Commutative Property
In mathematics, commutative property or commutative law explains that order of terms doesn’t matter while performing arithmetic operations.
Commutative property is applicable only for addition and multiplication processes. Thus, it means we can change the position or swap the numbers when adding or multiplying any two numbers. This is one of the major properties of integers.
For example: 1+2 = 2+1 and 2 x 3 = 3 x 2.
Commutative Property:

What is Commutative Property?
As we already discussed in the introduction, as per the commutative property or commutative law, when two numbers are added or multiplied together, then a change in their positions does not change the result.
Examples
 2+3 = 3+2 = 5
 2 x 3 = 3 x 2 = 6
 5 + 10 = 10 + 5 = 15
 5 x 10 = 10 x 5 = 50
So, there can be two categories of operations that obeys commutative property:
 Commutative property of addition
 Commutative property of multiplication
History
Although the official use of commutative property began at the end of the 18th century, it was known even in the ancient era.
The word, Commutative, originated from the French word ‘commute or commuter’ means to switch or move around, combined with the suffix ‘ative’ means ‘tend to’. Therefore, the literal meaning of the word is tending to switch or move around. It states that if we swipe the positions of the integers, the result will remain the same.
Commutative Property of Addition
According to the commutative property of addition, when we add two integers, the answer will remain unchanged even if the position of the numbers are changed.
Let A and B be the two integers, then;
A + B = B + A 
Examples of Commutative Property of Addition
 1 + 2 = 2 + 1 = 3
 3 + 8 = 8 + 3 = 11
 12 + 5 = 5 + 12 = 17
Commutative Property of Multiplication
As per the commutative property of multiplication, when we multiply two integers, the answer we get after multiplication will remain the same, even if the position of the integers are interchanged.
Let A and B be the two integers, then;
A × B = B × A 
Examples of Commutative Property of Multiplication
 1 × 2 = 2 × 1 = 2
 3 × 8 = 8 × 3 = 24
 12 × 5 = 5 × 12 = 60
Important Facts Of Commutative Property
 Commutative property is only applicable for two arithmetic operations: Addition and Multiplication
 Changing the order of operands, does not change the result
 Commutative property of addition: A + B = B + A
 Commutative property of multiplication: A.B = B.A
Other Properties
The other major properties of addition and multiplication are:
Now, observe the other properties as well here:
Associative Property of Addition and Multiplication
According to the associative law, regardless of how the numbers are grouped, you can add or multiply them together, the answer will be the same. In other words, the placement of parentheses does not matter when it comes to adding or multiplying.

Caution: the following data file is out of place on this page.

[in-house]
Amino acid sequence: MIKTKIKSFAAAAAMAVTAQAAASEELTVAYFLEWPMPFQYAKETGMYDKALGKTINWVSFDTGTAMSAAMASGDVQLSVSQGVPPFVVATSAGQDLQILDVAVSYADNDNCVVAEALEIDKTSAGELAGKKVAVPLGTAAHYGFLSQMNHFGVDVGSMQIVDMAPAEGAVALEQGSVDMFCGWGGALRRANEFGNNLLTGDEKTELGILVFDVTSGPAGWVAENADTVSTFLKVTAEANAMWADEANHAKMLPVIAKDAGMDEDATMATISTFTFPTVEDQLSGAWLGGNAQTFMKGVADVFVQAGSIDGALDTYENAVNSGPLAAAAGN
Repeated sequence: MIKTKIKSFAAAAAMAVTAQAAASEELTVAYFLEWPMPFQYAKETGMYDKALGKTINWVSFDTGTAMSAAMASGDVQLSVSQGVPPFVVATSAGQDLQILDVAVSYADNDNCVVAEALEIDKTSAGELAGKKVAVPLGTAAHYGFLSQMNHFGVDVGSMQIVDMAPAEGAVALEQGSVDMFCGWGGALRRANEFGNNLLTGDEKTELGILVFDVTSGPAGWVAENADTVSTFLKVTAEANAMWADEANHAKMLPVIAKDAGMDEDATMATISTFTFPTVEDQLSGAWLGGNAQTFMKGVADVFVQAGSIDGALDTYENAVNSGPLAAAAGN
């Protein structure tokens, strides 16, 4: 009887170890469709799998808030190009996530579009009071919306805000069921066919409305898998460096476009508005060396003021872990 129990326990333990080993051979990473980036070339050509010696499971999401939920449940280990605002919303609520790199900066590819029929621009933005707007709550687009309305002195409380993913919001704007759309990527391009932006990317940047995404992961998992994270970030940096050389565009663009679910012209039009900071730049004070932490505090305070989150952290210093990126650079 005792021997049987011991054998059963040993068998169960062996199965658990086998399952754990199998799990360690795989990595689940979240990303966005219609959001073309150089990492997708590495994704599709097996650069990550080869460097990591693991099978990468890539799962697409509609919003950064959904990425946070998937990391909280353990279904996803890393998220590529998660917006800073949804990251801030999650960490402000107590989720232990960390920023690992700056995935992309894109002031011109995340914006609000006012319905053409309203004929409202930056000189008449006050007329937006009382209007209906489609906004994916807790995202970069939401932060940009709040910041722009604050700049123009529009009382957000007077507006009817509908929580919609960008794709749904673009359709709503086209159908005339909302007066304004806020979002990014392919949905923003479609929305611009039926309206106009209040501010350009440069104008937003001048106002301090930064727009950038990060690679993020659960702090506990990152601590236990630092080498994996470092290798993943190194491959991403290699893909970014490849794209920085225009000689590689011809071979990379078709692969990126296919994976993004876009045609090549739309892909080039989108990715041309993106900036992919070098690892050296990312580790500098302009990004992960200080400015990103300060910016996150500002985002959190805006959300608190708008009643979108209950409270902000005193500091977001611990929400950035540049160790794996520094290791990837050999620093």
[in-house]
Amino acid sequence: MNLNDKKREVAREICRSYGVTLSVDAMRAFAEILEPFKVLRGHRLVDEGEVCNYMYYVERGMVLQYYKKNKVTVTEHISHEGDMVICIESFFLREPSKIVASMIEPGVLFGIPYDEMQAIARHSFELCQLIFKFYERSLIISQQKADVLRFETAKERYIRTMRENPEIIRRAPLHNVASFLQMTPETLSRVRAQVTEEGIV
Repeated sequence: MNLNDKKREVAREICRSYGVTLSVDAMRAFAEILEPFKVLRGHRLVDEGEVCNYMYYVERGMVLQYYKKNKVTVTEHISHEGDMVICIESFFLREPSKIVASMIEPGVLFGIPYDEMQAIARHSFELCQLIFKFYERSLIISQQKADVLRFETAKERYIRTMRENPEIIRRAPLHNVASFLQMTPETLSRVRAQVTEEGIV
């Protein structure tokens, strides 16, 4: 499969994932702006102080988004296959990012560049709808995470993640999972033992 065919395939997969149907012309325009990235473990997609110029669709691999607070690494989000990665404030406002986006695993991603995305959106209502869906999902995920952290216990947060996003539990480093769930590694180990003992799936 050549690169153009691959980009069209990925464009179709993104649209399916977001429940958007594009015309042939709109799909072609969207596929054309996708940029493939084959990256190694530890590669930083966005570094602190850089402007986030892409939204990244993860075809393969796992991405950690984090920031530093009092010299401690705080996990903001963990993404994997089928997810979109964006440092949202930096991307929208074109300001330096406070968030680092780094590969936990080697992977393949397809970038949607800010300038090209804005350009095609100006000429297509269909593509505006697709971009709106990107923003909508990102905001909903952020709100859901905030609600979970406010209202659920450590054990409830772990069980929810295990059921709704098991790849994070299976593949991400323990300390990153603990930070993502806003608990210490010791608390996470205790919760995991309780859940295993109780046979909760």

Hence,

Examples:
 1 + (2+3) = (1+2) + 3 → 6
 3 x (4 x 2) = (3 x 4) x 2 → 24
Distributive Property of Multiplication
The distributive property of Multiplication states that multiplying a sum by a number is the same as multiplying each addend by the value and adding the products then.
According to the Distributive Property, if a, b, c are real numbers, then:
a x (b + c) = (a x b) + (a x c)
Example:
 2 x (5 x 8) = (2 x 5) + (2 x 8) → 80
There are certain other properties such as Identity property, closure property which are introduced for integers.
NonCommutative Property
Some operations are noncommutative. By noncommutative, we mean the switching of the order will give different results. The mathematical operations, subtraction and division are the two noncommutative operations. Unlike addition, in subtraction switching of orders of terms results in different answers.
Example: 4 – 3 = 1 but 3 – 4 = 1 which are two different integers.
Also, the division does not follow the commutative law. That is,
6 ÷ 2 = 3
2 ÷ 6 = 1/3
Hence, 6 ÷ 2 ≠ 2 ÷ 6
Solved Examples on Commutative Property
Example 1: Which of the following obeys commutative law?
 3 × 12
 4 + 20
 36 ÷ 6
 36 – 6
 3 × 4
Solution: Options 1, 2 and 5 follow the commutative law
Explanation:
 3 × 12 = 36 and
12 x 3 = 36
=> 3 x 12 = 12 x 3 (commutative)
 4 + 20 = 24 and
20 + 4 = 24
=> 4 + 20 = 20 + 4 (commutative)
 36 ÷ 6 = 6 and
6 ÷ 36 = 0.167
=> 36 ÷ 6 ≠ 6 ÷ 36 (non commutative)
 36 − 6 = 30 and
6 – 36 = – 30
=> 36 – 6 ≠ 6 – 36 (non commutative)
 −3 × 4 = 12 and
4 x 3 = 12
=> −3 × 4 = 4 x 3 (commutative)
Q.2: Prove that a+ b = b+a if a = 10 and b = 9.
Sol: Given that, a = 10 and b = 9
LHS = a+b = 10 + 9 = 19 ……(1)
RHS = b + a = 9 + 10 = 19 ……(2)
By equation 1 and 2, as per commutative property of addition, we get;
LHS = RHS
Hence, proved.
Q.3: Prove that A.B = B.A, if A = 4 and B = 3.
Sol: Given, A = 4 and B = 3.
A.B = 4.3 = 12 ….. (1)
B.A = 3.4 = 12 …..(2)
By eq.(1) and (2), as per the commutative property of multiplication, we get;
LHS = RHS
A.B = B.A
Hence, proved.
Practice Questions
Find which of the following is the commutative property of addition and multiplication.
 3 + 4 = 4 + 3
 10 x 7 = 7 x 10
 8 x 9 = 9 x 8
 6 + 4 = 4 + 6
To solve more problems on properties of math, download BYJU’S – The Learning App from Google Play Store and watch interactive videos.
Frequently Asked Questions – FAQs
What is commutative property? Give examples.
Examples are:
4+5 = 5+4 and 4 x 5 = 5 x 4
9 + 2 = 2 + 9 and 9 x 2 = 2 x 9
What is commutative property of addition?
For example, 3+4 = 4+3 = 7
What is the commutative property of multiplication?
For example, 5 x 3 = 3 x 5 = 15
What are the major four properties in Maths?
Identity property, commutative property, associative property and Distributive property